Argued March 8, 1988.
Decided July 5, 1989.
Appeal from the Court of Common Pleas, Washington County, Criminal Division, Nos. 921 and 944, of 1979, John F. Bell, J.
Thomas O. Vreeland (court-appointed), Washington, for appellant.
John C. Pettit, Dist. Atty., Dennis M. Makel, Asst. Dist. Atty., Washington, for appellee.
Before NIX, C.J., and LARSEN, FLAHERTY, McDERMOTT, ZAPPALA, PAPADAKOS and STOUT, JJ.
A jury found the appellant, William Wallace, Jr., guilty of murder in the first degree, murder in the second degree, robbery, and criminal conspiracy to commit robbery and criminal homicide. After further deliberation, that same jury rendered a verdict of death for the first degree murder conviction. Post trial motions were denied and the judgment of sentence was entered on April 14, 1987. A consecutive sentence of life was imposed on the appellant for the second degree murder conviction. A concurrent sentence of five to ten years was entered on the conspiracy conviction. The robbery conviction was merged with the the second degree murder conviction and no sentence was imposed on that conviction. Appellant directly appeals the judgment of sentence.
18 Pa.C.S., §§ 2501; 2502(a).
18 Pa.C.S., §§ 2501; 2502(b).
18 Pa.C.S., § 3701.
18 Pa.C.S., § 903.
42 Pa.C.S., § 9711.
See 42 Pa.C.S., §§ 722(4); 9711(h)(1). Pa.R.A.P. § 702(b).
The events giving rise to this action began on August 17, 1979, when at approximately 5:20 P.M., two men holding handguns, were observed running from Carl's Cleaners in Cannonsburg, Washington County, Pennsylvania. Moments later, Carl Luisi, Sr., the owner of Carl's Cleaners, and Tina Spalla, a fifteen (15) year old employee of Mr. Luisi, were found lying on the floor of the store. Both had been shot. Carl Luisi, Sr., had been shot twice, once in the stomach and once in the back. Tina Spalla, was shot once, through the heart. Both died, for a sum of $227.05 stolen that day.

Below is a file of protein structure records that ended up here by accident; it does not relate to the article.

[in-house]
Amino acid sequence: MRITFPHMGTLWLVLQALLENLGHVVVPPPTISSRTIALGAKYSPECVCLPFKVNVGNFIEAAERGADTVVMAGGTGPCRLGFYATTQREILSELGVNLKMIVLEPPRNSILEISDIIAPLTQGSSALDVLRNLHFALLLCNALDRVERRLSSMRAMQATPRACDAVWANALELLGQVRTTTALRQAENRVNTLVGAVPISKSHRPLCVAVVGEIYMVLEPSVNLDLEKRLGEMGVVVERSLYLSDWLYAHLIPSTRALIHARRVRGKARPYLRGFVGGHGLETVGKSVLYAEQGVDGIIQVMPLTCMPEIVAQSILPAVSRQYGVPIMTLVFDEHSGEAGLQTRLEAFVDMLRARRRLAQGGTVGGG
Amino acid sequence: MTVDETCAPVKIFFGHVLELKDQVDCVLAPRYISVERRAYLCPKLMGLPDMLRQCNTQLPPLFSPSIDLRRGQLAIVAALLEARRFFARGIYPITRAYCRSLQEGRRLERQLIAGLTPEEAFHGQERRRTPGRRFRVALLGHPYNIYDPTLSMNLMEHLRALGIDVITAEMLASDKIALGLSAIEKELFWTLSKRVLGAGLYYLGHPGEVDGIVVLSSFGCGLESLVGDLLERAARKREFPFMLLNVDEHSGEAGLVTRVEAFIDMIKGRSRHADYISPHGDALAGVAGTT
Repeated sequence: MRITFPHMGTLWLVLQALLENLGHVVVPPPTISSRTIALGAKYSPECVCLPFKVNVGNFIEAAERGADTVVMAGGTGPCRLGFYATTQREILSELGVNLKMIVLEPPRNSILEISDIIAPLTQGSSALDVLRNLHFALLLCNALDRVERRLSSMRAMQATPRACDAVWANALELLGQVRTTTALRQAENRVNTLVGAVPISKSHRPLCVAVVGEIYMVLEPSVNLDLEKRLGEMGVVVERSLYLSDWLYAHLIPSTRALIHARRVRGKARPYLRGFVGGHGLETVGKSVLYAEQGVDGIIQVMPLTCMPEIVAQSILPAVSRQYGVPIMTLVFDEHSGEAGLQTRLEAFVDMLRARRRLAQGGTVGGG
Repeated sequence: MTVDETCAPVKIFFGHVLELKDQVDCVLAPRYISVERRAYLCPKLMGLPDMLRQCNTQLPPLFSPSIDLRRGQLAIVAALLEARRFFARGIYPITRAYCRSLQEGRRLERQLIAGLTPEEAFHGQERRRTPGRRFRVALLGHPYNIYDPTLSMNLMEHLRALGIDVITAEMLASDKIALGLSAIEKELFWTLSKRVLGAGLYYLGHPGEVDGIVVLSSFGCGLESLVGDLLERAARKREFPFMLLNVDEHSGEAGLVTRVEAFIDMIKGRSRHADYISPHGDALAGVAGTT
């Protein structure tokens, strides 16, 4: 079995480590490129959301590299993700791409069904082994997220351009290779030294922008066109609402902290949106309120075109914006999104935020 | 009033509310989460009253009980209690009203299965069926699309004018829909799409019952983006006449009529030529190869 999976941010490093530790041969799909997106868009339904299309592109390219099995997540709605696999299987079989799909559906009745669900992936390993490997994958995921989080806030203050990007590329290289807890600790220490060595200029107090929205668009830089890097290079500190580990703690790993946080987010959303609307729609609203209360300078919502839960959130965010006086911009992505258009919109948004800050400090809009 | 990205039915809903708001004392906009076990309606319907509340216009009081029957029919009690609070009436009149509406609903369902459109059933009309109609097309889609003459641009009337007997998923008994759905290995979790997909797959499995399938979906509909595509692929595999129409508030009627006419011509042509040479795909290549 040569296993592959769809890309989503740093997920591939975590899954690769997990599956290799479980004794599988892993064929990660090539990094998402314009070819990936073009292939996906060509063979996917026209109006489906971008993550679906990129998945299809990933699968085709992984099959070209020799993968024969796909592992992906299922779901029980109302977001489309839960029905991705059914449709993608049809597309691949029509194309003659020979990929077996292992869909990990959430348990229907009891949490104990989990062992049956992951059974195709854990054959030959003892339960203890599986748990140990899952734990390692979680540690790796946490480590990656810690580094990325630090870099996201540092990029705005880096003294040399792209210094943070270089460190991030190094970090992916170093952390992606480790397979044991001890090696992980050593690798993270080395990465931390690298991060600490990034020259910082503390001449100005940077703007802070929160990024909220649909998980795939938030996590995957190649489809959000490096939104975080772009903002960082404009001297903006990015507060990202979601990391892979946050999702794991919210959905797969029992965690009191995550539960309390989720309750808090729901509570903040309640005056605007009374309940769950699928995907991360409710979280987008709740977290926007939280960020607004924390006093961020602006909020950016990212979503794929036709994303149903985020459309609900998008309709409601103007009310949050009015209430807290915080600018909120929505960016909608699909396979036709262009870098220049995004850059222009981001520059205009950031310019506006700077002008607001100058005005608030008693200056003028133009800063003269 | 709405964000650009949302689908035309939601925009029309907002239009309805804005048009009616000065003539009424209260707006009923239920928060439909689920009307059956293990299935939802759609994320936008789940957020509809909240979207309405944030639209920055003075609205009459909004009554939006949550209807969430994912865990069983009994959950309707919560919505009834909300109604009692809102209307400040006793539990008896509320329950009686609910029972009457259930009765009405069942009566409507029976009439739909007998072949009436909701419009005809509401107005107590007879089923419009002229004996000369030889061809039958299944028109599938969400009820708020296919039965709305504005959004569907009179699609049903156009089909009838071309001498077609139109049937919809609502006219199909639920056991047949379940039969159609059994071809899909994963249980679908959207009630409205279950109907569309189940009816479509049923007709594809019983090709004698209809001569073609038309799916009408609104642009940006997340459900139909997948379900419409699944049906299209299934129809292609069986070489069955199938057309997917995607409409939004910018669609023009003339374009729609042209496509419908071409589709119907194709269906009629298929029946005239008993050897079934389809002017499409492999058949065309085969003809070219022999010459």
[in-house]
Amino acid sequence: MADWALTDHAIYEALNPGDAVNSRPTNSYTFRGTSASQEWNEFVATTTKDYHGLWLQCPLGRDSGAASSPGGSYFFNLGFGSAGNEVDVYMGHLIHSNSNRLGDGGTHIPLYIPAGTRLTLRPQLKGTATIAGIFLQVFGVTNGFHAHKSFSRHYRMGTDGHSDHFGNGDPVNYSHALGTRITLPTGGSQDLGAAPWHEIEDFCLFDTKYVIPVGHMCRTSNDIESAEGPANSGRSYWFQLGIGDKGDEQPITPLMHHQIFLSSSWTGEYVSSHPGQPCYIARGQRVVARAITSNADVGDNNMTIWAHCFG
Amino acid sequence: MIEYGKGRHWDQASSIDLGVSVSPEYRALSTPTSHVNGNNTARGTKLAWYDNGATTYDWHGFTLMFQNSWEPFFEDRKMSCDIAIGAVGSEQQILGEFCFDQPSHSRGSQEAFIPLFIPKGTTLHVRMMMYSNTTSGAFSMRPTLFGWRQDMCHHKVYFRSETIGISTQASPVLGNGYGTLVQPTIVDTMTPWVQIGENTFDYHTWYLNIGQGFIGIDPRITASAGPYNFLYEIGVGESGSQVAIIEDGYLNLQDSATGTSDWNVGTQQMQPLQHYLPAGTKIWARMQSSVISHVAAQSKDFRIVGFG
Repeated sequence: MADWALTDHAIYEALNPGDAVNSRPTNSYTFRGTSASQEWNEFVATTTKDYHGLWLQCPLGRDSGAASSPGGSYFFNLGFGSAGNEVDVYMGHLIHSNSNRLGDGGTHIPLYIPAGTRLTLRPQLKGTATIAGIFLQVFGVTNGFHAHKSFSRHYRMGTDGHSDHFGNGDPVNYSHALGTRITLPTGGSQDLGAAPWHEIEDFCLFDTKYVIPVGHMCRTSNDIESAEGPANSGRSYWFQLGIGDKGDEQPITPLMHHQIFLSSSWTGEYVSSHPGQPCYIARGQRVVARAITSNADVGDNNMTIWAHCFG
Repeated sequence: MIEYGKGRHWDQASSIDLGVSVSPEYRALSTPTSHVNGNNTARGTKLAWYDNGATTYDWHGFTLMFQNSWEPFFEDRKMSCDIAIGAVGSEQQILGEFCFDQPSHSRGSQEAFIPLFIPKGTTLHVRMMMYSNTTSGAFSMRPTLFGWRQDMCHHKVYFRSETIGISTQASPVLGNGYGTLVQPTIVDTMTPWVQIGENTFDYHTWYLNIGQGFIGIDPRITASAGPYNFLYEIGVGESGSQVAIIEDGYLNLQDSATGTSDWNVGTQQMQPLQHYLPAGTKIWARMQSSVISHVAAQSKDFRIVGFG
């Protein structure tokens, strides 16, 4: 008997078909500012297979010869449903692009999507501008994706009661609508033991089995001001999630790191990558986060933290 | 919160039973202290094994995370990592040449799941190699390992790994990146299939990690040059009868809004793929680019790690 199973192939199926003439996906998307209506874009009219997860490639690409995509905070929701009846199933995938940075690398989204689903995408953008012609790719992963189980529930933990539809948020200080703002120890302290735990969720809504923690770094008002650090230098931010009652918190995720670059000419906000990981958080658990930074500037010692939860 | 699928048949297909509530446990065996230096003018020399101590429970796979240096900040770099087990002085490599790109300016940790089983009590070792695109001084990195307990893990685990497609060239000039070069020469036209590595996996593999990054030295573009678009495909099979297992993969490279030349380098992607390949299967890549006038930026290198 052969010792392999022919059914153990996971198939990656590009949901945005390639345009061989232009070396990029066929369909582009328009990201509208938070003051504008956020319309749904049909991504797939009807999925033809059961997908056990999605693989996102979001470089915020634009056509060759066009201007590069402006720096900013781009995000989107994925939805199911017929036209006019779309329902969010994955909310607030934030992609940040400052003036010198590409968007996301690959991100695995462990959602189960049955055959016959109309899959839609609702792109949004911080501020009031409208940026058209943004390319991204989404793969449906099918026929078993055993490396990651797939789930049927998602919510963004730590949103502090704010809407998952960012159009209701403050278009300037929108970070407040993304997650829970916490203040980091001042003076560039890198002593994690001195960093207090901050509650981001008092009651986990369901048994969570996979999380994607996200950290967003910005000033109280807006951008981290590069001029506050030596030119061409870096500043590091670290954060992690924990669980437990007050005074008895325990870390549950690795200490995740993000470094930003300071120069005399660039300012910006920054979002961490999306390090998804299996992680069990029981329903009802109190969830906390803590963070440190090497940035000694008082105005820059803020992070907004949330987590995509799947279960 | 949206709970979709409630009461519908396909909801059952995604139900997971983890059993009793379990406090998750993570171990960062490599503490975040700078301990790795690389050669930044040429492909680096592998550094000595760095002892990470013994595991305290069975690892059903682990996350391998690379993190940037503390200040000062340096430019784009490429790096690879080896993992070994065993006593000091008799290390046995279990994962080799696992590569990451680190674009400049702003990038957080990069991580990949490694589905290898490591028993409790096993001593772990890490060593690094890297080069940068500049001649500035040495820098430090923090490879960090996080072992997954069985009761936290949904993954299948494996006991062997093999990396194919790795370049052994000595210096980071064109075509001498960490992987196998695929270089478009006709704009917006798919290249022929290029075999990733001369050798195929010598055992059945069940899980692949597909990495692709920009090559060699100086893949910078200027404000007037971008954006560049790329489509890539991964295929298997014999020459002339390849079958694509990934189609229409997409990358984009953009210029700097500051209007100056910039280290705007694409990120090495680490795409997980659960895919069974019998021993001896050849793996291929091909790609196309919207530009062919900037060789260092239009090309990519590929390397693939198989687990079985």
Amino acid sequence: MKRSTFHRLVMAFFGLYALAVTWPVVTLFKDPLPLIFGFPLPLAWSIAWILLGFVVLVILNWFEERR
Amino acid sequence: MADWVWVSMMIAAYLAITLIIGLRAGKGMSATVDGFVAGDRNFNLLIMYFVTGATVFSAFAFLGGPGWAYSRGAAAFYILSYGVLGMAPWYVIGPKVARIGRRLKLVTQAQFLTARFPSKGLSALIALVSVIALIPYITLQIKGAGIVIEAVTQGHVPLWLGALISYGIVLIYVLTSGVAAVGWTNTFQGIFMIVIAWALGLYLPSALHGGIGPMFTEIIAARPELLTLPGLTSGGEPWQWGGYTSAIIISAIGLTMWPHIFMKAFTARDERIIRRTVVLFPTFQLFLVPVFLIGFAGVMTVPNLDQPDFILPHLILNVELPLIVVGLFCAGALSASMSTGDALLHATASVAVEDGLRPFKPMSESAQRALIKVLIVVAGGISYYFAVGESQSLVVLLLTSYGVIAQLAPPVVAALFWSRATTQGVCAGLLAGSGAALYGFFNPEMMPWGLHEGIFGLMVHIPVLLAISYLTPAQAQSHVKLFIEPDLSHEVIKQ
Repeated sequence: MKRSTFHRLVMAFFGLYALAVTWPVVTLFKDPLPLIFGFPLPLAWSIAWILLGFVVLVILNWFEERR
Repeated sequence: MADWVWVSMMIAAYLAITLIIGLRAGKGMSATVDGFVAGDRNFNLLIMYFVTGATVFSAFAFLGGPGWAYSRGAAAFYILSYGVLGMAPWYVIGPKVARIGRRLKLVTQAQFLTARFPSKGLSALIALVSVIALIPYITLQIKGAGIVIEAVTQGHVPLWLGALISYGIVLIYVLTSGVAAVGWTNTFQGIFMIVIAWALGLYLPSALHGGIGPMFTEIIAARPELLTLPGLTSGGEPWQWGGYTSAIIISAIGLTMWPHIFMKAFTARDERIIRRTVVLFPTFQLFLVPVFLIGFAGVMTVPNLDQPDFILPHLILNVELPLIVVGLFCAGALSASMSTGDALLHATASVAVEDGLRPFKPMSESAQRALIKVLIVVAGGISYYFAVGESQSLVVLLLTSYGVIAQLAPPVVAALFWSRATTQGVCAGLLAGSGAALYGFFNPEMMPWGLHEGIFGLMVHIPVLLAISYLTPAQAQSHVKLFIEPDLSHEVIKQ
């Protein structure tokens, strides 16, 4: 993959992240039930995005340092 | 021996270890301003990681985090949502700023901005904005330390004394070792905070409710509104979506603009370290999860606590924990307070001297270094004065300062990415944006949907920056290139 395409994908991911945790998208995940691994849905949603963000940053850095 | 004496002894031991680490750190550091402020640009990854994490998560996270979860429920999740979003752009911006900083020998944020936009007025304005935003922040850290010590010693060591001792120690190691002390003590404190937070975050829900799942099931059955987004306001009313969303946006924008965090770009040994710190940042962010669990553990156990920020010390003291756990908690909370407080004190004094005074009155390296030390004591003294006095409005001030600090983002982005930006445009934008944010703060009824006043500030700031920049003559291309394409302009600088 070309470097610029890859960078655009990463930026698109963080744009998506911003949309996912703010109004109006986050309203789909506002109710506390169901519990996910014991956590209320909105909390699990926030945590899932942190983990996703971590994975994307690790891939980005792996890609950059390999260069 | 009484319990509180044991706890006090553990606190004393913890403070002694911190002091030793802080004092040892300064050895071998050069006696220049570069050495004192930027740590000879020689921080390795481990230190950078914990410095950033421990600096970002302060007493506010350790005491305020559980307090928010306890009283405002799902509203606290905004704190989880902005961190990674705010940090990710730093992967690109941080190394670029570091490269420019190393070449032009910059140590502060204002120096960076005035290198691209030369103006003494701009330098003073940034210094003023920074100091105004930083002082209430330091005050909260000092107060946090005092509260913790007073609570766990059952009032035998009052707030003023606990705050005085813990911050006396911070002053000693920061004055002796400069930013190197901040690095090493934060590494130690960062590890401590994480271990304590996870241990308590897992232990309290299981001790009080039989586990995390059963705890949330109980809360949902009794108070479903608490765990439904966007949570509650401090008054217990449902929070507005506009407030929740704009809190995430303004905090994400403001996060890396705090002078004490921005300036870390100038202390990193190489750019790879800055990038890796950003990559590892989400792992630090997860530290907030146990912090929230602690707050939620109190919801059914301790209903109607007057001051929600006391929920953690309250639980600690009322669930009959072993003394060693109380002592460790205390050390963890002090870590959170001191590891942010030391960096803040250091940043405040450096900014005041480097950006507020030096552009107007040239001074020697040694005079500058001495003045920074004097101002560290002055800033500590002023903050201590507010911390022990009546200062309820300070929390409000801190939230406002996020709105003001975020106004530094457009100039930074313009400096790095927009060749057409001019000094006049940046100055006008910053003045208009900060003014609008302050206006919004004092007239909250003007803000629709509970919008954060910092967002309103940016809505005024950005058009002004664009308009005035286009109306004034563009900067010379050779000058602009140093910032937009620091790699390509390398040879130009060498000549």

An anonymous phone call was received by the Cannonsburg Police Department which provided a licence plate number and description of a vehicle seen leaving the crime. Several other witnesses gave statements confirming the presence of the same vehicle in the area. Based upon that information, the Cannonsburg Police Department issued a bulletin to other police departments to look for the vehicle. On August 20, 1979, members of the Wheeling, West Virginia, Police Department, located the vehicle in question and following a stake out, arrested the appellant. A second individual later identified as Henry Brown, the owner of the vehicle, was observed but eluded the police. Brown was subsequently arrested and eventually plead guilty to charges stemming from the robbery-murder.
This appeal represents appellant's third jury trial on the charges of first and second degree murder, robbery, and criminal conspiracy stemming from the robbery and murders. The first trial resulted in a mistrial due to the jury's inability to reach a verdict. The second trial resulted in the jury convicting the appellant of murder in the first degree for the death of Tina Spalla, murder in the second degree for the death of Carl Luisi, Sr., robbery and criminal conspiracy. The jury sentenced the appellant to death for the first degree murder conviction. Subsequently we reversed that jury's verdict and ordered a new trial. Commonwealth v. Wallace, 500 Pa. 270, 455 A.2d 1187 (1983). In the third trial, as noted above, the jury reached the same verdict reached by the jury in the second trial.